I explore gender messages in Boy Scout and Girl Scout handbooks through an analysis of how gender is infused in the context and content of Scout activities as well as in instructions about how the Scouts are to approach these activities. I find that girls are offered more activities intended to be performed in group contexts than are boys. Boys are offered proportionately more activities with scientific content and proportionately fewer artistic activities than are girls. The girls’ handbook conveys messages about approaching activities with autonomous and critical thinking, whereas the boys’ handbook facilitates intellectual passivity through a reliance on organizational scripts. Taken together, girls’ messages promote an “up-to-date traditional woman” consistent with the Girl Scouts’ organizational roots; boys’ messages promote an assertive heteronormative masculinity that is offset by facilitating boys’ intellectual passivity.

Since it is not an open access journal, here is a good summary from Medical News Today.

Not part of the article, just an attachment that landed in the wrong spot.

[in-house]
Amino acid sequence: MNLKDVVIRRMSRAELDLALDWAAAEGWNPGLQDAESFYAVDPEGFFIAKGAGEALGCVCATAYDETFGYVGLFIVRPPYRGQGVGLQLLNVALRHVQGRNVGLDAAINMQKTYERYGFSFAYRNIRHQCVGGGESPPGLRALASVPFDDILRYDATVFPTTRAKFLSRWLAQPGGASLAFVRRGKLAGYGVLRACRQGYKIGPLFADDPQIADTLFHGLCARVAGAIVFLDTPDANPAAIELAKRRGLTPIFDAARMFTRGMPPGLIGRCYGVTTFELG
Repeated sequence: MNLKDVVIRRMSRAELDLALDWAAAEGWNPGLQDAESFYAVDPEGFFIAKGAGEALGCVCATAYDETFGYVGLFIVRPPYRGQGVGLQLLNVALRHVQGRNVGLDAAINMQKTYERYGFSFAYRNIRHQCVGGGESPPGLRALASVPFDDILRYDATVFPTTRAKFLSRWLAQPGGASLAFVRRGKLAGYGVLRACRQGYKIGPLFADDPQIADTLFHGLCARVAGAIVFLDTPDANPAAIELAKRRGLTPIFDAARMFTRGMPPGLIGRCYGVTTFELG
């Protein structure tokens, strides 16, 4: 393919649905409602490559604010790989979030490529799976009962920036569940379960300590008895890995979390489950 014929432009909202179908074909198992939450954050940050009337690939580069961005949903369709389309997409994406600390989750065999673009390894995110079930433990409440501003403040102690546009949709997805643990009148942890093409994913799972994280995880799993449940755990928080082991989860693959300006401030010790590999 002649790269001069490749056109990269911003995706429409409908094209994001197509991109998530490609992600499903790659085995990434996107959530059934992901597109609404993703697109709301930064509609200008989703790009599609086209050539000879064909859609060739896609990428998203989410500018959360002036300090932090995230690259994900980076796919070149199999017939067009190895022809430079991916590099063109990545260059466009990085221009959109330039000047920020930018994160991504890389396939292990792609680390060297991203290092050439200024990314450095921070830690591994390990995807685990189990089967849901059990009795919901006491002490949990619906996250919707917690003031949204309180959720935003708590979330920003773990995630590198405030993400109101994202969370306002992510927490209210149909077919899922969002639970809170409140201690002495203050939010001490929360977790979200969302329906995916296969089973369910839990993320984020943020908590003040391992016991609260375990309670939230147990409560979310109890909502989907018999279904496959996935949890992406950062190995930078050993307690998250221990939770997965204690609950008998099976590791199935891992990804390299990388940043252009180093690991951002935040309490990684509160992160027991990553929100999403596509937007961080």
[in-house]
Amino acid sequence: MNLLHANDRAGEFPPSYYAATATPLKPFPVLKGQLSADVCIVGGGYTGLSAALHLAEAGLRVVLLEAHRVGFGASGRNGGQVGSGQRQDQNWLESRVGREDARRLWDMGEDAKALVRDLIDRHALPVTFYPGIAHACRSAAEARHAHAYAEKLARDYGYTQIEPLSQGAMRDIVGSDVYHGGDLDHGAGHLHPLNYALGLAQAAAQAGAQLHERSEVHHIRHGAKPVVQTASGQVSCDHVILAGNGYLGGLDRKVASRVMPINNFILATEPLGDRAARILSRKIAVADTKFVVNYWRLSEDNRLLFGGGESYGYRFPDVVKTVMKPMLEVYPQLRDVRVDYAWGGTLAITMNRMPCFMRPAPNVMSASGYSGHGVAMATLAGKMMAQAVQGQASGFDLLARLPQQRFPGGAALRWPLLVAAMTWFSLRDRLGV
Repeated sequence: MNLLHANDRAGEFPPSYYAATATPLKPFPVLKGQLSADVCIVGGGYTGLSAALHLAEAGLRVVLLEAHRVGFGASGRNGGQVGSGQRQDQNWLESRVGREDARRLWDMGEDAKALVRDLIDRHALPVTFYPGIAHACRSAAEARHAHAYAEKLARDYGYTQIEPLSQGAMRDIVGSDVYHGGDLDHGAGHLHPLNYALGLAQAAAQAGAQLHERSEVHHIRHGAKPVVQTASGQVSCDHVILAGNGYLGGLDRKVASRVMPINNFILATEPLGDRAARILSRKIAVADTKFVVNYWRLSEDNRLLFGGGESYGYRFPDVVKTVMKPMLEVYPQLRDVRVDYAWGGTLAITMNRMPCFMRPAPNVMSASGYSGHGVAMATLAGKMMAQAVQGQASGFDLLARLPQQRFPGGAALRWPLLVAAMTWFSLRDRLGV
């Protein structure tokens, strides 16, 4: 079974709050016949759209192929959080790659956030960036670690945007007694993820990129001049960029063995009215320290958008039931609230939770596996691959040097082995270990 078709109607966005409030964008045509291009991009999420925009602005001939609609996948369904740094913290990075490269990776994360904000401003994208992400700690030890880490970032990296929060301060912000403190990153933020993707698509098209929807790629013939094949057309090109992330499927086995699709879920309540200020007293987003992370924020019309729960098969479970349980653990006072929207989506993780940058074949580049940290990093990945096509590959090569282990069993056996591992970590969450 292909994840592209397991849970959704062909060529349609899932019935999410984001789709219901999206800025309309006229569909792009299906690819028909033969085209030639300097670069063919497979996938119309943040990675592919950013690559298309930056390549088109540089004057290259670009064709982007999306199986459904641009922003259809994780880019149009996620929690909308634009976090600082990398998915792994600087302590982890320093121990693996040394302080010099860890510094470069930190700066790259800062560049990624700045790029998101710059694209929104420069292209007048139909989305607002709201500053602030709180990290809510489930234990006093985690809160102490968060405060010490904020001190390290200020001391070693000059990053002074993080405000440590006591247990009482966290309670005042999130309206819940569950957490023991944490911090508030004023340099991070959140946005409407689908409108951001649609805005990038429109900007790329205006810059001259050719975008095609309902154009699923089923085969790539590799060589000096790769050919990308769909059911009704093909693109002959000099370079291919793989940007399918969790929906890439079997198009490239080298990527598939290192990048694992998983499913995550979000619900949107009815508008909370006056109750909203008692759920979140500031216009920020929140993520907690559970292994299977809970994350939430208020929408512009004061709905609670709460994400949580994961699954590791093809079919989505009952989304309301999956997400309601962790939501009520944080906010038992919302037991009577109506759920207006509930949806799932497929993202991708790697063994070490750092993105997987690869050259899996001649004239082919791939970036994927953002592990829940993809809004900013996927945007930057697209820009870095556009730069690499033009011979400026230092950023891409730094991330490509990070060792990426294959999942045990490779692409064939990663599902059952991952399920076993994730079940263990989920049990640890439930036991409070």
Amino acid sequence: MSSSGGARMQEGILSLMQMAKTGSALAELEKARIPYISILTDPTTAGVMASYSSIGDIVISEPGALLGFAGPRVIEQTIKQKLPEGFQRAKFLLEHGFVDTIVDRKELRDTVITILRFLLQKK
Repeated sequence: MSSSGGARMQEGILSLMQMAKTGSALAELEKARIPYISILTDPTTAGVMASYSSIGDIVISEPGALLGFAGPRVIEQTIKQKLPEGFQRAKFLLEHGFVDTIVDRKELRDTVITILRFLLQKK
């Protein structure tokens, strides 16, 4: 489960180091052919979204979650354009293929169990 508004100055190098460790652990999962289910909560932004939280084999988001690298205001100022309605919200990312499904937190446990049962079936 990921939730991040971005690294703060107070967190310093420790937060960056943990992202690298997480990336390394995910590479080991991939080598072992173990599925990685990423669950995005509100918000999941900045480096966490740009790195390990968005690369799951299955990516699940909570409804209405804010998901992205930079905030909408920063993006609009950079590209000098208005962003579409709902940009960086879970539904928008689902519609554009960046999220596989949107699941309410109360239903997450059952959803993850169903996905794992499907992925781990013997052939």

New Study Reveals Messages About Gender In Boy Scout And Girl Scout Manuals

Nearly 5 million American children participate in the Boy Scouts and Girl Scouts, but until now no one has looked at the gender messages young people get when they start collecting those coveted badges.

Kathleen Denny, a sociology graduate student at the University of Maryland, College Park, analyzed scouting manuals and found that - despite positive aspects - today's scouts are being fed stereotypical ideas about femininity and masculinity. Her findings were recently published in Gender & Society, the highly-ranked journal of Sociologists for Women in Society.